Upadhyay measured the efficacy of the ultra-fine bubble technology applied to wash water to inactivate listeria on apples, celery and romaine lettuce.
The treatments involved various durations from 30 seconds to 3 minutes with and without chlorine — a common packinghouse wash water sanitizer — at 200 parts per million. The treatments also were applied to water at 4 ℃ (39 ℉) and 25 ℃ (77 ℉) with and without agitation to simulate a hydrocooling bath and a normal dump tank, respectively.
Because of varying surface properties among the produce types, Upadhyay found different results. But he did not see a color change among the treated items. In addition, Upadhyay tested listeria survival in the wash water.
He said he hoped to secure additional funding to expand the research to look at ultra-fine ozone bubbles in combination with other common sanitizers used in produce facilities as well as to measure potential effects on produce shelf life.
Smartphone-based infrared cameras
The old adage that a picture is worth a thousand words also appears true for monitoring produce cooling and storage conditions, said Kevin Mis Solval, Ph.D., with the UGA’s Food Science and Technology.
The military and construction industries already use thermal imaging technology, but he said his project is the first he’s aware of examining its use for produce.
Mis Solval and co-principal investigator Govindaraj Dev Kumar, Ph.D., compared two Android-based and two iOS-based infrared cameras to type-K thermocouples connected to a data acquisition system in the project, titled “Using low-cost smartphone-based infrared cameras to evaluate cooling and storage conditions of fresh produce.”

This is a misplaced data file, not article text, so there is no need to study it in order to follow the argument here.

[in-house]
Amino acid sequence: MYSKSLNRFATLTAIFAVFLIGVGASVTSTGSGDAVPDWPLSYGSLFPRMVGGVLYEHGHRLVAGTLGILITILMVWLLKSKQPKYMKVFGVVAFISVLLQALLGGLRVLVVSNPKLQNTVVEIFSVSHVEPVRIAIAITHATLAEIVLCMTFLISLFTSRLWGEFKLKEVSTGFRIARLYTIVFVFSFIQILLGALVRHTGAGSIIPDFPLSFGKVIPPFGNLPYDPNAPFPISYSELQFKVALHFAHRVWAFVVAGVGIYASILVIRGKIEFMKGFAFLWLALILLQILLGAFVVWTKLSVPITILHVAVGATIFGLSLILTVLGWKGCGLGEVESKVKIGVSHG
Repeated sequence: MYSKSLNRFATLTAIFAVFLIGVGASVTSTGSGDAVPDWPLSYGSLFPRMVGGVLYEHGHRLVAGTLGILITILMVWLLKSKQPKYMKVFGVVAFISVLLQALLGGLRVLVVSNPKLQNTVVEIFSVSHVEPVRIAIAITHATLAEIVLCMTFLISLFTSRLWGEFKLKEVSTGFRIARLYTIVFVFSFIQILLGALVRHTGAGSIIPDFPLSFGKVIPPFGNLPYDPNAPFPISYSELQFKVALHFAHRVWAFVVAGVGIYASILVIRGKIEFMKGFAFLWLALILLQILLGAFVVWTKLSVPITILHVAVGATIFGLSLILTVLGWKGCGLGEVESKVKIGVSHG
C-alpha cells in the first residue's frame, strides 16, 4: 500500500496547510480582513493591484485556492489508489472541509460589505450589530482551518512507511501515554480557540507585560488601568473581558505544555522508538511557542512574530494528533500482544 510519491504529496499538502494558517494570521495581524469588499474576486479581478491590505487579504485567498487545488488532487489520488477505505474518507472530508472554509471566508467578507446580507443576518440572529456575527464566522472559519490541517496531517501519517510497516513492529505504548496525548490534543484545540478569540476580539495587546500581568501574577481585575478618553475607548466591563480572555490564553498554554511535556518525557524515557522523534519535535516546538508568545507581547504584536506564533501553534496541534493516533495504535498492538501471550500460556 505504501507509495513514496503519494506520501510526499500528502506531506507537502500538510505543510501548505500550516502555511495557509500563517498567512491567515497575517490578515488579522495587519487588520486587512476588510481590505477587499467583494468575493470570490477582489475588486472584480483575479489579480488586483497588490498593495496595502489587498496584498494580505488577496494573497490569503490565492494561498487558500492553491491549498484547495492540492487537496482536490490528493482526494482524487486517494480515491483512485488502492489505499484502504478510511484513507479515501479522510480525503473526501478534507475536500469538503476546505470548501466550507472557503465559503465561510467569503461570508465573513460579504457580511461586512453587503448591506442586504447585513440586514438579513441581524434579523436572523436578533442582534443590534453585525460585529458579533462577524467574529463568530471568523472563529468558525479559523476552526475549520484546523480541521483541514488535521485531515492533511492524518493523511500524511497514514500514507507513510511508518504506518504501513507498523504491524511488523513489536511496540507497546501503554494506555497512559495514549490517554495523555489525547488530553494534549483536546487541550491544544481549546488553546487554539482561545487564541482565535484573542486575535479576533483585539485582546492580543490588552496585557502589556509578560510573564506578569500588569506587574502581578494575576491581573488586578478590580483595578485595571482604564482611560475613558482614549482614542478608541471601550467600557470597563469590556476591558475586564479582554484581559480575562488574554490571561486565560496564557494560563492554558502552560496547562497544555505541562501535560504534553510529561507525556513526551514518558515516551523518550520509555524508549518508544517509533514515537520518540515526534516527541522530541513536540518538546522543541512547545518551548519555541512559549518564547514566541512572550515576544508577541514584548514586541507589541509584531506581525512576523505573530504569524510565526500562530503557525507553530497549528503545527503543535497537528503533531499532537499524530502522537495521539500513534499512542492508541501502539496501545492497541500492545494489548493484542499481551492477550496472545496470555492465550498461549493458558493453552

The relatively low-cost cameras were plugged into smartphones and used proprietary phone apps to process the images and provide real-time results.
The researchers imaged surface temperatures of lettuce heads incubated at 42 ℃ (104 ℉) to simulate postharvest field conditions. They also imaged heads after immersion in 5 ℃ (41 ℉) water for 30 minutes to mimic hydrocooling.
In addition, they imaged heads stored at different locations in a simulated cooler to measure variations in cold air distribution. Similar experiments were also performed with cantaloupes.
The researchers compared their results against a professional-grade infrared camera as well as the thermocouples.
Mis Solval said the advantages of the smartphone-based technology include that it is contactless, non-destructive and gives a broad picture of temperature variations within an area, such as a cooler in real-time.
“You get the whole picture, the whole temperature profile of the produce,” he said. “It gives you a better idea of the conditions of these commodities both before hydrocooling and after hydrocooling. The whole idea is to provide the industry with a practical tool — something they can implement tomorrow. People don’t realize that a smartphone is a supercomputer with interesting capabilities that can be used to benefit the produce industry.”
— Center for Produce Safety